An Uncomplicated Politician in a Complicated Time: Can Juanita Johnson Find the Answers to Change Omaha?
As the only candidate to beat an incumbent, coming into a time of great social strife, Juanita Johnson says she’s ready to find change for her community.
Reed Moore’s Daily Rundown
Happy Tell the Truth Day
Today’s news knows honesty is the best policy: North Omaha buildings are slated for demolition, take an in-depth look at Omaha-born Yolonda Ross’ bourgeoning acting career, and after spending decades at a Harvard University museum, Chief Standing Bear’s tomahawk will return to Nebraska’s Ponca Tribe.
~ Harper’s Index Facts of The Day ~
- Minimum number of complaints the BBC received for excessive coverage of Prince Philip’s death: 110,000
- Rank of that coverage among the most complained-about programming in BBC history: 1
Source: BBC (London)
- Take a deep dive into the flourishing career of Yolonda Ross, a Black actress, writer and director from Omaha.
- Empty North Omaha buildings on 24th Street are slated for demolition, spearheaded by the Black-owned Blair Freeman firm.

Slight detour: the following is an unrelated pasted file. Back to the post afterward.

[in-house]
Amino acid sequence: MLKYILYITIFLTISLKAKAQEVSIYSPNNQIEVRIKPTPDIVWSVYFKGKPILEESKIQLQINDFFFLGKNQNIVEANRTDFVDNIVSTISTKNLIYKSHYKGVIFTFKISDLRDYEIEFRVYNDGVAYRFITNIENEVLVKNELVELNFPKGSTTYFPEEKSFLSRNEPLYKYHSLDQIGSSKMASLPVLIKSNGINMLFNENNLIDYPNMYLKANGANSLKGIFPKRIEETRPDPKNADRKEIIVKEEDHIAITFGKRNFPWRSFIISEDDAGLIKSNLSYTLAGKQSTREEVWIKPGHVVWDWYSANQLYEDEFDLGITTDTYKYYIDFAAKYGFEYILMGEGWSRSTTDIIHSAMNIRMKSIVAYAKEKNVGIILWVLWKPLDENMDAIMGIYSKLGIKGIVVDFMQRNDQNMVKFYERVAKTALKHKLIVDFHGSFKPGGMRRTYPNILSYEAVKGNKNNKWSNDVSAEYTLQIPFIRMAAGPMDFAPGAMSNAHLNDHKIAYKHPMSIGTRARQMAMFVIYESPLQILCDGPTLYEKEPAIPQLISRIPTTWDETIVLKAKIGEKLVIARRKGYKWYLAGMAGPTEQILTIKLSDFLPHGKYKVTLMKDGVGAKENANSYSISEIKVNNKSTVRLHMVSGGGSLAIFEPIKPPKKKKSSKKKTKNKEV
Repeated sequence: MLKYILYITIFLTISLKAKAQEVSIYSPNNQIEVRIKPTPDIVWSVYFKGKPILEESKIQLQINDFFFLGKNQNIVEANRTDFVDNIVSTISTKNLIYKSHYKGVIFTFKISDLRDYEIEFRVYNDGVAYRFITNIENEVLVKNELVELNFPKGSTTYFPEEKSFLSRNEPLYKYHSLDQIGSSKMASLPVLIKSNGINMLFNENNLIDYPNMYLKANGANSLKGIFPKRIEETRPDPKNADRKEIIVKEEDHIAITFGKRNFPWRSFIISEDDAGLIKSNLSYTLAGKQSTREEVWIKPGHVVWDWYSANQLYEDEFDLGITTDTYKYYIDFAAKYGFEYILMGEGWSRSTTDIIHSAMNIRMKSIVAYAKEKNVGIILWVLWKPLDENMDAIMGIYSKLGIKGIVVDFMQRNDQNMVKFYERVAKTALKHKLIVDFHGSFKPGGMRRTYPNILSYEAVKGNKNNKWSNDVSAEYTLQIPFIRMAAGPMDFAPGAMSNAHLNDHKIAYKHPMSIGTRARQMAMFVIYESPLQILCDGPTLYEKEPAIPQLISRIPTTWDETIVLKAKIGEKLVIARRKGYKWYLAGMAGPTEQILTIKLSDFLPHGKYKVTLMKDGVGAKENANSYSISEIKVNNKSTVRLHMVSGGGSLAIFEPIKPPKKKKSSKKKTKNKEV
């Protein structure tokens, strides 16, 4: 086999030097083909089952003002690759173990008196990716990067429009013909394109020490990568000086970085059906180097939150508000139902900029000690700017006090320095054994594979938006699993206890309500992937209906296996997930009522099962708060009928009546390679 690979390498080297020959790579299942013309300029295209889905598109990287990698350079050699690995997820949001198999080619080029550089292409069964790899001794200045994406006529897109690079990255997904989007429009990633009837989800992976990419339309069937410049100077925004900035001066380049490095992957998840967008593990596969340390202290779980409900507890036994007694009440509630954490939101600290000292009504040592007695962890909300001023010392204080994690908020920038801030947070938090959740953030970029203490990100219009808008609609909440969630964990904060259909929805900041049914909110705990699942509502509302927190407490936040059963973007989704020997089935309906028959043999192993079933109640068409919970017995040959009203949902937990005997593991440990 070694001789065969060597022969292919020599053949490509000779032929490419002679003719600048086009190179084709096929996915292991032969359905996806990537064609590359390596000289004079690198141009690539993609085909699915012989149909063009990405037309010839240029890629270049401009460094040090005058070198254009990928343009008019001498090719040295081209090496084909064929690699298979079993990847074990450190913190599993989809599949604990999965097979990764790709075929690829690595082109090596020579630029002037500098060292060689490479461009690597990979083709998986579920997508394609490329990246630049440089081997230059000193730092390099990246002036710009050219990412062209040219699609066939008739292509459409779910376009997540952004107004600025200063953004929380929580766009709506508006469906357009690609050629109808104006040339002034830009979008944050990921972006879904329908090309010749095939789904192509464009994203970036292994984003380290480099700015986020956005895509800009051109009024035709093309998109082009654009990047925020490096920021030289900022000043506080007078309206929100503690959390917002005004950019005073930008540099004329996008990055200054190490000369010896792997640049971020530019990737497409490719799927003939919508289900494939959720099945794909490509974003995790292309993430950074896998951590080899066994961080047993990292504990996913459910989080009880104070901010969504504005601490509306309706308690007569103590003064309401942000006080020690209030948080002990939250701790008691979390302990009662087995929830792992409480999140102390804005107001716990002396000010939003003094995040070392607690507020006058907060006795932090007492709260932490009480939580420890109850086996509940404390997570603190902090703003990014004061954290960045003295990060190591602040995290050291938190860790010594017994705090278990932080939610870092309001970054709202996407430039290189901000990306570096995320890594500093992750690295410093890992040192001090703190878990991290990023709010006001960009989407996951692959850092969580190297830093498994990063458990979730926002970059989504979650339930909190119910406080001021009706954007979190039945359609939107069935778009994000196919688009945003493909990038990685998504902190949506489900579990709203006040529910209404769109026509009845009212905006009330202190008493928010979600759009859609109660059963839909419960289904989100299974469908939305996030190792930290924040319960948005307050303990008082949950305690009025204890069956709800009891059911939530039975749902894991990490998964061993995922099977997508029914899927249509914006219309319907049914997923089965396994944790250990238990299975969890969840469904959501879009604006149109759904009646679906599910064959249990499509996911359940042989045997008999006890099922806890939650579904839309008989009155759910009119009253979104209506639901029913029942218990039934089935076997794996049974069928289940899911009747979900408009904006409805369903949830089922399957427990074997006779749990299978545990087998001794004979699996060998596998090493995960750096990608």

- An Omaha woman creates gowns for families facing grief.
- Carl Hansen, co-owner of Rosewood Academy Childcare & Preschool, accepts a plea agreement of disorderly conduct-no contest.
- Local athletes are using virtual reality technology to build mental fortitude.
- Got an Amazon Alexa? Ask it to play 1st Sky Omaha Radio.
- The tomahawk of Chief Standing Bear — a prominent Native American civil rights leader from Nebraska — has sat in Harvard University’s Peabody Museum of Archaeology & Ethnology for decades. Now it’s returning to Nebraska’s Ponca Tribe.
- Nebraska ended its COVID-19 state of emergency — and last week, the state had the U.S.’s greatest percentage uptick in coronavirus cases.
- Ben Nelson, former U.S. Sen. from Nebraska, will publish a memoir called Death of the Senate. Read about the upcoming book, and Nelson’s career, in the New York Times.
Reed Moore’s Things To Do
~ North O! Art & Events ~
Native Omaha Days
Every year ending in an odd number, a massive influx of native Omahans return to North Omaha to celebrate the community’s rich history and heritage. This year is slated to be the biggest yet. Native Omaha Days 2021 takes place July 26 through August 2 and will feature outdoor jazz concerts, golf tournaments, movie nights, gospel fests and a parade down North 30th Street. The biennial event was founded by two African American women, Bettie McDonald and Vera Johnson, for the Black population living predominantly in North Omaha. Its purpose was to reunite family and friends who moved away from their hometown. Since COVID-19 restrictions have loosened, many are expected to join the fun this year.
To view a Native Omaha Days itinerary, visit Mark McGaugh’s Discover North O! guide. Native Omaha Days event information is reported by Paul B. Allen IV.
The Daily Funny (Click drawing to see more.)